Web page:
What a timely article. I had a telephone conversation with a young man calling on behalf of the NRCC. He seemed to think that I should give to the NRCC because I should be scared of Hillary Clinton and Nancy Pelosi. I told him that I am contributing directly to the candidates this time around, because of the nasty attitude of very prominent Republicans toward the TEA Parties.

He wanted to argue with me.

Unlike some of the people who don’t know how our system works, I know very well that it takes a majority of votes in the House and the Senate, plus agreement of the President, or else a veto-proof majority, for legislation to be passed. I understand that stopping the very bad legislative initiatives of the President is a fine accomplishment.

The Republican failure to welcome the people who gave them those slim majorities in the House and Senate, thereby jeopardizing their ability to take the White House, is unacceptable.

    Gremlin1974 in reply to Valerie. | September 24, 2015 at 7:58 pm

    I am to the point now that I believe the best thing we could do is fire all of them in all 3 branches and have open elections, with the man restriction being that if you were removed from any office you can not run again, period.

Scenes from the Second American Revolution

Setting: A large tent near a small stream. The thunder of cannon can be heard in the background. Worried looking consultants and donors hover over a map. A portly man aged 64 is on his knees before another man with a Chamber of Commerce banner.

Suddenly a messenger appears on a sweating stallion. She alights in front of the tent and speaks.

“General Rove, the troops feel betrayed. The Trump is dug in on the high ground, and is not in full retreat as you promised.”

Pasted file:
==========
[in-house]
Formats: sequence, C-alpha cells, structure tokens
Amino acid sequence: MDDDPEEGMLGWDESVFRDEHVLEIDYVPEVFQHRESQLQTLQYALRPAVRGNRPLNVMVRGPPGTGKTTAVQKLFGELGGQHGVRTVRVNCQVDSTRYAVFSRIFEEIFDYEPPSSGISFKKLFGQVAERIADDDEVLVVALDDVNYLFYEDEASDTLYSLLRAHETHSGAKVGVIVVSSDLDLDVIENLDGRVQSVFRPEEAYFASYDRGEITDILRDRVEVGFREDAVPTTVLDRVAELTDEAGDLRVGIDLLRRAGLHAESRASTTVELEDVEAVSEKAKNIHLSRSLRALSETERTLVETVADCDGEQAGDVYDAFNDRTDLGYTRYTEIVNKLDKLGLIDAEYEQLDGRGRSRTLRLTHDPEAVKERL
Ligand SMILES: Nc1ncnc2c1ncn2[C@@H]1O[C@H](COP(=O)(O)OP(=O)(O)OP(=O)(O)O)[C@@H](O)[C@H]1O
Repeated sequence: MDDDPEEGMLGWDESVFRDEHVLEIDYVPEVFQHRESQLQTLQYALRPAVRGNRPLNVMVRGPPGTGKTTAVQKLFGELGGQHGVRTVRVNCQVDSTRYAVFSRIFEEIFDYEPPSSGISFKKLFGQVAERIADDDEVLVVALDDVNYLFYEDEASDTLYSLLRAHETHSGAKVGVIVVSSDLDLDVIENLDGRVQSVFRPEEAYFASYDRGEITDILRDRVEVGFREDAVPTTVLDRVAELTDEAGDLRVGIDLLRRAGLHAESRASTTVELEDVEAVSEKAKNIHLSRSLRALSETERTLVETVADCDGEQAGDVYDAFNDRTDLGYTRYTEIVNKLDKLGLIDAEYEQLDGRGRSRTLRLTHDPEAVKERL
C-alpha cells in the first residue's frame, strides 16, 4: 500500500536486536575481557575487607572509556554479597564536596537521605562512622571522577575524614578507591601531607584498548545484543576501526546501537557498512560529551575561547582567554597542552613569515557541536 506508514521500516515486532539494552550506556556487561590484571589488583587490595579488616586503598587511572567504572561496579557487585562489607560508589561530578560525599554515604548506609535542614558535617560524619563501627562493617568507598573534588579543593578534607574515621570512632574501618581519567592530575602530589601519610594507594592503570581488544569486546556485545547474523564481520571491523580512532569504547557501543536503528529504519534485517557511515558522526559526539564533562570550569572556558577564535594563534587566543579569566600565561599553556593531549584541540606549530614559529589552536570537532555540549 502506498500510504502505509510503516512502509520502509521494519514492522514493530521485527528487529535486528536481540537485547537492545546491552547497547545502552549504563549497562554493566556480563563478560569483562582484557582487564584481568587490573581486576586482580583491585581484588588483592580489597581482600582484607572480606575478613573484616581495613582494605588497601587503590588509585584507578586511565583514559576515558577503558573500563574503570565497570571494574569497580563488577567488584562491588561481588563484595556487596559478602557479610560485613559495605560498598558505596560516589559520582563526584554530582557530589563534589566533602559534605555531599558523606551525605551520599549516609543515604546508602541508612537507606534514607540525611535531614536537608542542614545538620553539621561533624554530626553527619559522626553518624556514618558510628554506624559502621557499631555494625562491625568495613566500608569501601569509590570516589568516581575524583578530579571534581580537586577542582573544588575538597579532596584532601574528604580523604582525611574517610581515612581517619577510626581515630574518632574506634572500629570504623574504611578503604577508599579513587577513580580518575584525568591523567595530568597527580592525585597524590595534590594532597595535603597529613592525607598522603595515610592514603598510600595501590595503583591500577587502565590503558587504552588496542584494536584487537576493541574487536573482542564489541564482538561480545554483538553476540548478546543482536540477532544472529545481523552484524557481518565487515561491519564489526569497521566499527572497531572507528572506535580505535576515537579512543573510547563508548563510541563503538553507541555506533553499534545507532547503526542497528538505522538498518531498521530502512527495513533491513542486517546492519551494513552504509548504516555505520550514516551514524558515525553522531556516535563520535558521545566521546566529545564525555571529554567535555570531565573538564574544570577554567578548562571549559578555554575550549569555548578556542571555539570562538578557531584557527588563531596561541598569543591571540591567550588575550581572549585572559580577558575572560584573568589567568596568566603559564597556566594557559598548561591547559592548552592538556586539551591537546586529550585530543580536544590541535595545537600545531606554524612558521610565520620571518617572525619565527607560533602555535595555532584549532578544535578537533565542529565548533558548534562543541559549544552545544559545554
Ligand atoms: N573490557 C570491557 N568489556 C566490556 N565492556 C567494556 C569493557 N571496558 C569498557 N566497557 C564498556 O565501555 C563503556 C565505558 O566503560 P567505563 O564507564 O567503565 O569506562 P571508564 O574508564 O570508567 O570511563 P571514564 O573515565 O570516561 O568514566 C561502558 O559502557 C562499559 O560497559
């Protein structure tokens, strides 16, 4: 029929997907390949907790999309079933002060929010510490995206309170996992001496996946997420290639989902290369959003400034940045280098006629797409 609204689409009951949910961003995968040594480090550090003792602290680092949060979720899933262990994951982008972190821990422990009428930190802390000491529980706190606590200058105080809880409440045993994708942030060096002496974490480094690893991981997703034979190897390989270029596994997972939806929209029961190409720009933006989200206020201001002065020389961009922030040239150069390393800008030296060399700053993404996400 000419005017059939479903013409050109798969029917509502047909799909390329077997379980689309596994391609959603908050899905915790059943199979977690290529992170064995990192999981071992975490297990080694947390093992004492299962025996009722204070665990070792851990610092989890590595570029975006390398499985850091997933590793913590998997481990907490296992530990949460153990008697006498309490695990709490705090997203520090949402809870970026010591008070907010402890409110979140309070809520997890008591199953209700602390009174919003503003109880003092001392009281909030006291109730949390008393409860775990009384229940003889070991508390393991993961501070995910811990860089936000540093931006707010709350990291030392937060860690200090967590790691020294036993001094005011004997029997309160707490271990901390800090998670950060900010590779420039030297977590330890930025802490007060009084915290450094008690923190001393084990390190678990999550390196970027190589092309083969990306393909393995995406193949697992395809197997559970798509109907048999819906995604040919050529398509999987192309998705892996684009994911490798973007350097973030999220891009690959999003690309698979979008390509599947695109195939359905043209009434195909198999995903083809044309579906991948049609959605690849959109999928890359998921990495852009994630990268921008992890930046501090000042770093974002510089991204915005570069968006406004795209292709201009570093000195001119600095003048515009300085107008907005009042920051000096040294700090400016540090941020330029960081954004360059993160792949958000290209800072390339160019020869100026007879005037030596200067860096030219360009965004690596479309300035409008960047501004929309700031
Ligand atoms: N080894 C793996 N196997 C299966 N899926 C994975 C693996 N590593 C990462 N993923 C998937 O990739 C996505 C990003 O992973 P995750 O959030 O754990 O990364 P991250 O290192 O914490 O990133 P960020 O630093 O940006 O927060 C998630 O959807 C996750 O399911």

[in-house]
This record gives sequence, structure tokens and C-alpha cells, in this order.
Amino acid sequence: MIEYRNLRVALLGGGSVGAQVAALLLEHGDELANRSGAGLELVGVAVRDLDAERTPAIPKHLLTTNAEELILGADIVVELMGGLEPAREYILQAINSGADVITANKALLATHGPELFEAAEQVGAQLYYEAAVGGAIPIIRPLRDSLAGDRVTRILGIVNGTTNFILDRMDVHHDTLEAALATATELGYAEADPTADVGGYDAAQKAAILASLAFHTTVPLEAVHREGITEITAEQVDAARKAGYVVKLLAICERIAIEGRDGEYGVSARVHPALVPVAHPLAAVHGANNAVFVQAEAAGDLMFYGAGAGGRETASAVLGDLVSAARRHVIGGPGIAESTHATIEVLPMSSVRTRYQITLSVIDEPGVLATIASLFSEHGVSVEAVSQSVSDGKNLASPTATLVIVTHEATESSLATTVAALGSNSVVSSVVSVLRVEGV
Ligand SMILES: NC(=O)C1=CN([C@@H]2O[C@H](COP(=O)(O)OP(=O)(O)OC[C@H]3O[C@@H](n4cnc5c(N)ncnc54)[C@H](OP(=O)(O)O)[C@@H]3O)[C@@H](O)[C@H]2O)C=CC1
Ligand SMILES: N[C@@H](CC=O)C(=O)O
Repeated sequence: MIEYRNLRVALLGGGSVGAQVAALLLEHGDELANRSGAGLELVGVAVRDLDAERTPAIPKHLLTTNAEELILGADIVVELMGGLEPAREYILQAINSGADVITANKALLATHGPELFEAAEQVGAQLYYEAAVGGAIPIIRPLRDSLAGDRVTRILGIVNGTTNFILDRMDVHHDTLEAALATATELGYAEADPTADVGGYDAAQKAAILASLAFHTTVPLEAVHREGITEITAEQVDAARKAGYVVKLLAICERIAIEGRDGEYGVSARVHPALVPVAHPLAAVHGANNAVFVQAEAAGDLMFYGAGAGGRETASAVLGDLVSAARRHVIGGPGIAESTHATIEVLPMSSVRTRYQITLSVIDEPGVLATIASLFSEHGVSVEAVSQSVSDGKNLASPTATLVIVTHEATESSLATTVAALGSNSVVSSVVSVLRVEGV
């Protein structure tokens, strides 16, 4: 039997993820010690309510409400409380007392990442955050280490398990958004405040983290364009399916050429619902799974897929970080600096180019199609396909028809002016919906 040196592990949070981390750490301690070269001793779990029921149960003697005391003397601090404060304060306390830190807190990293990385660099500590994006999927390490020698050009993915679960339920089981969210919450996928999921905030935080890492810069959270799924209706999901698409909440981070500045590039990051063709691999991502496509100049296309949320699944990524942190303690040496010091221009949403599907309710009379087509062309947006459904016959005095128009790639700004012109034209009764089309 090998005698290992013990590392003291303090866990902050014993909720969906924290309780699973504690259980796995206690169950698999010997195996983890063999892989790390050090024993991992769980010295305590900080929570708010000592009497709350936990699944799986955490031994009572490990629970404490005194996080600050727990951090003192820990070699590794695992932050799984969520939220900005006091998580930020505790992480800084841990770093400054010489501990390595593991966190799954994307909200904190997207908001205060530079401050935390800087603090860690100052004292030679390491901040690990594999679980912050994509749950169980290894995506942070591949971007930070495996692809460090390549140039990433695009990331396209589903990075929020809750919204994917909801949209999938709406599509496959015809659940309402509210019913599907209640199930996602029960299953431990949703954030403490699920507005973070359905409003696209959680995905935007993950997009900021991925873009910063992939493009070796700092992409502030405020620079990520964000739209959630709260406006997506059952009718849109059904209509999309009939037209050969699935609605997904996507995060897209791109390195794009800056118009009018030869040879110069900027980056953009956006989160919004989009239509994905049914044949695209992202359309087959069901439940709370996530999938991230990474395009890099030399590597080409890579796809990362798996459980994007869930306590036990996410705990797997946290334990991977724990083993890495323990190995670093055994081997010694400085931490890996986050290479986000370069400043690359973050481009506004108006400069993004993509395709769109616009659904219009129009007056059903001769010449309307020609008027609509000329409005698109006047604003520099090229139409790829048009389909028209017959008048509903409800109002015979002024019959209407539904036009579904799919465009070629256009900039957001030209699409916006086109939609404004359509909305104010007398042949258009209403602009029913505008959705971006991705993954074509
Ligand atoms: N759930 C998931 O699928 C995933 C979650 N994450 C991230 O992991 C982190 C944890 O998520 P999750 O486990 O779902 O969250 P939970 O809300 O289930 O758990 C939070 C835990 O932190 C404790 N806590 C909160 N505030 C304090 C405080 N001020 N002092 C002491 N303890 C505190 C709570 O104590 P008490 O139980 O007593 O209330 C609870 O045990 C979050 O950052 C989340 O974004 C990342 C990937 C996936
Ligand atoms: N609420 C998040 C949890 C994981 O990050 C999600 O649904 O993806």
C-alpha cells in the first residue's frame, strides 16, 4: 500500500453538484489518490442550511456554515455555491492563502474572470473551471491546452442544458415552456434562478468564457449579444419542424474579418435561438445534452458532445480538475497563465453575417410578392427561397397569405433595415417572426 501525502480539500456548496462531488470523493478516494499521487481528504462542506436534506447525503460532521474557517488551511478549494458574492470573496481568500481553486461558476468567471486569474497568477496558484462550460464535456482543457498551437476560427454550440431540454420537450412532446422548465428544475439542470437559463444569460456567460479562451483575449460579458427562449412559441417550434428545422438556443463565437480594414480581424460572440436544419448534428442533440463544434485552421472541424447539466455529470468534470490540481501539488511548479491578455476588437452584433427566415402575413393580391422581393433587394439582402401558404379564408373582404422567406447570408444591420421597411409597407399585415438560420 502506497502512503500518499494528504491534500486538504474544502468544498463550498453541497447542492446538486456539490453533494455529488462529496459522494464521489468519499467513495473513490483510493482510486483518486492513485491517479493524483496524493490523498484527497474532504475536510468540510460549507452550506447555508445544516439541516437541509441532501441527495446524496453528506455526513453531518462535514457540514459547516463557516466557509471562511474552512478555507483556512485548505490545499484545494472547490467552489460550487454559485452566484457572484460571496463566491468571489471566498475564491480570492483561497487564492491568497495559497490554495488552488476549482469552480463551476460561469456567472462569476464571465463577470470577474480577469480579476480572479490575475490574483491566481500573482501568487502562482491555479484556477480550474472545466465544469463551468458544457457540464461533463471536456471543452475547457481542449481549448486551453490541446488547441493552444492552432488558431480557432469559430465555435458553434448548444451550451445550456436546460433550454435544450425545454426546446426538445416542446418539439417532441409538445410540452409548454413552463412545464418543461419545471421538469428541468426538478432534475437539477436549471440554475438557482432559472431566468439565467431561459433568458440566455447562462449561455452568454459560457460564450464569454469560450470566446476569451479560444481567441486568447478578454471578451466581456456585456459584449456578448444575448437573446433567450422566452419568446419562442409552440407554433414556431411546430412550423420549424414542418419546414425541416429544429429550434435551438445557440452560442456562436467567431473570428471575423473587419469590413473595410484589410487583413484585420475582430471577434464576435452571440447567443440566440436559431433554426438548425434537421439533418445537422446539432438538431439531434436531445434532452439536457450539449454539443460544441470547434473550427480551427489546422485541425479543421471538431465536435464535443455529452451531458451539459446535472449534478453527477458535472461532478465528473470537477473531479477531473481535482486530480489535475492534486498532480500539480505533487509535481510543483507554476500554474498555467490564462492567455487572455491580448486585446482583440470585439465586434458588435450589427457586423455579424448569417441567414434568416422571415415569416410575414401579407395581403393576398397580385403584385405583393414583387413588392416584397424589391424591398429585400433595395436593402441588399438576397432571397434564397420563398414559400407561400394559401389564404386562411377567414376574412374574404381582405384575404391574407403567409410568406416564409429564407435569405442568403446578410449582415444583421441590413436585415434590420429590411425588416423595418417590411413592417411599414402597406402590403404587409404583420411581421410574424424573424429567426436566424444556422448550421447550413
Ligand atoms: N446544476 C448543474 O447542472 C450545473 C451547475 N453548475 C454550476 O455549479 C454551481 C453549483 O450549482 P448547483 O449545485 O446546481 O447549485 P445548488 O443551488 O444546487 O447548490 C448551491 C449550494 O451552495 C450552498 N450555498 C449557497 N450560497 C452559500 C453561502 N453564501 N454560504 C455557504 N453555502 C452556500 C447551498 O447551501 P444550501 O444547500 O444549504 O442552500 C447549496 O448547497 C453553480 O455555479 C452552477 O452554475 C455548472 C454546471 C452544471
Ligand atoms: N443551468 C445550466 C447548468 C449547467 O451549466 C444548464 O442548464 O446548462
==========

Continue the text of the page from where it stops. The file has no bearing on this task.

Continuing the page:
“Don’t worry, I have a plan. Have Kelly lead the entire Fox Division in a foul mouthed attack. Get some infiltrators at blogs to try to pass Fiorina off as an outsider. Keep up the patter about how it’s all over for Trump. Oh, and go ahead and liquidate Walker to free up some cash and support. That’ll finish Trump off in short order, trust me.”

The consultants murmur approval. A few shouts of “brilliant” can be heard.

Then a donor steps forth, and looking Rove straight in the eye says: “That was last weeks plan. And now Trump is still ahead and in the 20s while Rubio, Fiorina, and Bush are flailing about in single digits! On Fox’s own poll!”

A loud sob issues forth from a lad sitting in Lindsey Graham’s lap and sporting a “Like me on Facebook” button. “W-w-we’ll never get Amnesty this way. These Republicans are just too darn smart!”

This rebellion due to the “betrayal” of the GOP establishment began to build at least 10 years ago. When Lindsey Graham and McCain and McConnell along with Bush 43 all started trying to push through illegal alien amnesty the first time. I still remember how the moron Graham went around on TV calling the members of the base who opposed that initial round of amnesty “racist”. I began telling GOP/RNC solicitors at that time, the GOP needed to stop worrying about getting my money and start worrying about getting my vote. The establishment has only gotten worse and quite a bit more devious at trying to push their liberal agenda. I told the callers from the GOP/RNC back then that conservatives were not going to become the blacks of the republican party. By that I mean conservatives were not going to be so dumb as to vote loyally forever for a GOP establishment that never delivers the way blacks do for democrats.